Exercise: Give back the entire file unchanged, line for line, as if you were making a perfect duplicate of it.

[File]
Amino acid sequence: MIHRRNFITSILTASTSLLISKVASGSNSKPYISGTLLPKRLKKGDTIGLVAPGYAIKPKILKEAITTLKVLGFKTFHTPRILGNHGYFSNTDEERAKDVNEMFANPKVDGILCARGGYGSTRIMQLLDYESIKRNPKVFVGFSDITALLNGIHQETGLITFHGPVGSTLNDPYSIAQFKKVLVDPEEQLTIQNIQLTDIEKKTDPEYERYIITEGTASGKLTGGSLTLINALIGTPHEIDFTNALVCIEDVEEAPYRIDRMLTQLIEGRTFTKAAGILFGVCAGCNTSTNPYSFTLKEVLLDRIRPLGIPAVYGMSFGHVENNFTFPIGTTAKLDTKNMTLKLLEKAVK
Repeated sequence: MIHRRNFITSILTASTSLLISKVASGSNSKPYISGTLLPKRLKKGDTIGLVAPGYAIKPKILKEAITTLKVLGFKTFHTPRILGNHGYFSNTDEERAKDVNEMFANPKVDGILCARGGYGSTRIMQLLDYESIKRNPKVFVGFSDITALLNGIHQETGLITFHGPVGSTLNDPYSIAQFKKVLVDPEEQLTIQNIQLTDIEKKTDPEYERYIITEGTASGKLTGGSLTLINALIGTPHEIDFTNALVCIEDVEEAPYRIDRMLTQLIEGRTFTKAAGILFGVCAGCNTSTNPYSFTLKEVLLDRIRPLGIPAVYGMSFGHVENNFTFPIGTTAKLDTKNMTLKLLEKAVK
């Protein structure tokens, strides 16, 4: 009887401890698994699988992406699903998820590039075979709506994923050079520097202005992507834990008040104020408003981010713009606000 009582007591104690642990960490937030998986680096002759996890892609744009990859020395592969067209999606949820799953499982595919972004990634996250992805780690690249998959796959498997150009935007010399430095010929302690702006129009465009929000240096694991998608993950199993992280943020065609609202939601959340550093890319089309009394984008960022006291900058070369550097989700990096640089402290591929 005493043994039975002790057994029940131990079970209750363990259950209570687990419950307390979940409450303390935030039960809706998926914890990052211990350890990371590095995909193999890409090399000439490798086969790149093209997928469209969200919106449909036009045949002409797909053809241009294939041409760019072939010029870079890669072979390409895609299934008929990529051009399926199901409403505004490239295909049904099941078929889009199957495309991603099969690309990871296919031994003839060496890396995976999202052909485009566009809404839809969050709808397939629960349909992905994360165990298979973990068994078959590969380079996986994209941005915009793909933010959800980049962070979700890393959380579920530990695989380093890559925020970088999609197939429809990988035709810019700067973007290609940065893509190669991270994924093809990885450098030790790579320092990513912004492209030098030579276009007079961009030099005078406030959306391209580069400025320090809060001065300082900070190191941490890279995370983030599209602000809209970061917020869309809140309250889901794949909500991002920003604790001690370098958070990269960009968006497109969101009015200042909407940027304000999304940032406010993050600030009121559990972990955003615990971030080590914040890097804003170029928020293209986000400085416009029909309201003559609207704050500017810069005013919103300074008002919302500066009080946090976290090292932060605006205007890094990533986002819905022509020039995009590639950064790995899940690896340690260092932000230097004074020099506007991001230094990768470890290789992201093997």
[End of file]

Amino acid sequence: MIHRRNFITSILTASTSLLISKVASGSNSKPYISGTLLPKRLKKGDTIGLVAPGYAIKPKILKEAITTLKVLGFKTFHTPRILGNHGYFSNTDEERAKDVNEMFANPKVDGILCARGGYGSTRIMQLLDYESIKRNPKVFVGFSDITALLNGIHQETGLITFHGPVGSTLNDPYSIAQFKKVLVDPEEQLTIQNIQLTDIEKKTDPEYERYIITEGTASGKLTGGSLTLINALIGTPHEIDFTNALVCIEDVEEAPYRIDRMLTQLIEGRTFTKAAGILFGVCAGCNTSTNPYSFTLKEVLLDRIRPLGIPAVYGMSFGHVENNFTFPIGTTAKLDTKNMTLKLLEKAVK
Repeated sequence: MIHRRNFITSILTASTSLLISKVASGSNSKPYISGTLLPKRLKKGDTIGLVAPGYAIKPKILKEAITTLKVLGFKTFHTPRILGNHGYFSNTDEERAKDVNEMFANPKVDGILCARGGYGSTRIMQLLDYESIKRNPKVFVGFSDITALLNGIHQETGLITFHGPVGSTLNDPYSIAQFKKVLVDPEEQLTIQNIQLTDIEKKTDPEYERYIITEGTASGKLTGGSLTLINALIGTPHEIDFTNALVCIEDVEEAPYRIDRMLTQLIEGRTFTKAAGILFGVCAGCNTSTNPYSFTLKEVLLDRIRPLGIPAVYGMSFGHVENNFTFPIGTTAKLDTKNMTLKLLEKAVK
């Protein structure tokens, strides 16, 4: 009887401890698994699988992406699903998820590039075979709506994923050079520097202005992507834990008040104020408003981010713009606000 009582007591104690642990960490937030998986680096002759996890892609744009990859020395592969067209999606949820799953499982595919972004990634996250992805780690690249998959796959498997150009935007010399430095010929302690702006129009465009929000240096694991998608993950199993992280943020065609609202939601959340550093890319089309009394984008960022006291900058070369550097989700990096640089402290591929 005493043994039975002790057994029940131990079970209750363990259950209570687990419950307390979940409450303390935030039960809706998926914890990052211990350890990371590095995909193999890409090399000439490798086969790149093209997928469209969200919106449909036009045949002409797909053809241009294939041409760019072939010029870079890669072979390409895609299934008929990529051009399926199901409403505004490239295909049904099941078929889009199957495309991603099969690309990871296919031994003839060496890396995976999202052909485009566009809404839809969050709808397939629960349909992905994360165990298979973990068994078959590969380079996986994209941005915009793909933010959800980049962070979700890393959380579920530990695989380093890559925020970088999609197939429809990988035709810019700067973007290609940065893509190669991270994924093809990885450098030790790579320092990513912004492209030098030579276009007079961009030099005078406030959306391209580069400025320090809060001065300082900070190191941490890279995370983030599209602000809209970061917020869309809140309250889901794949909500991002920003604790001690370098958070990269960009968006497109969101009015200042909407940027304000999304940032406010993050600030009121559990972990955003615990971030080590914040890097804003170029928020293209986000400085416009029909309201003559609207704050500017810069005013919103300074008002919302500066009080946090976290090292932060605006205007890094990533986002819905022509020039995009590639950064790995899940690896340690260092932000230097004074020099506007991001230094990768470890290789992201093997």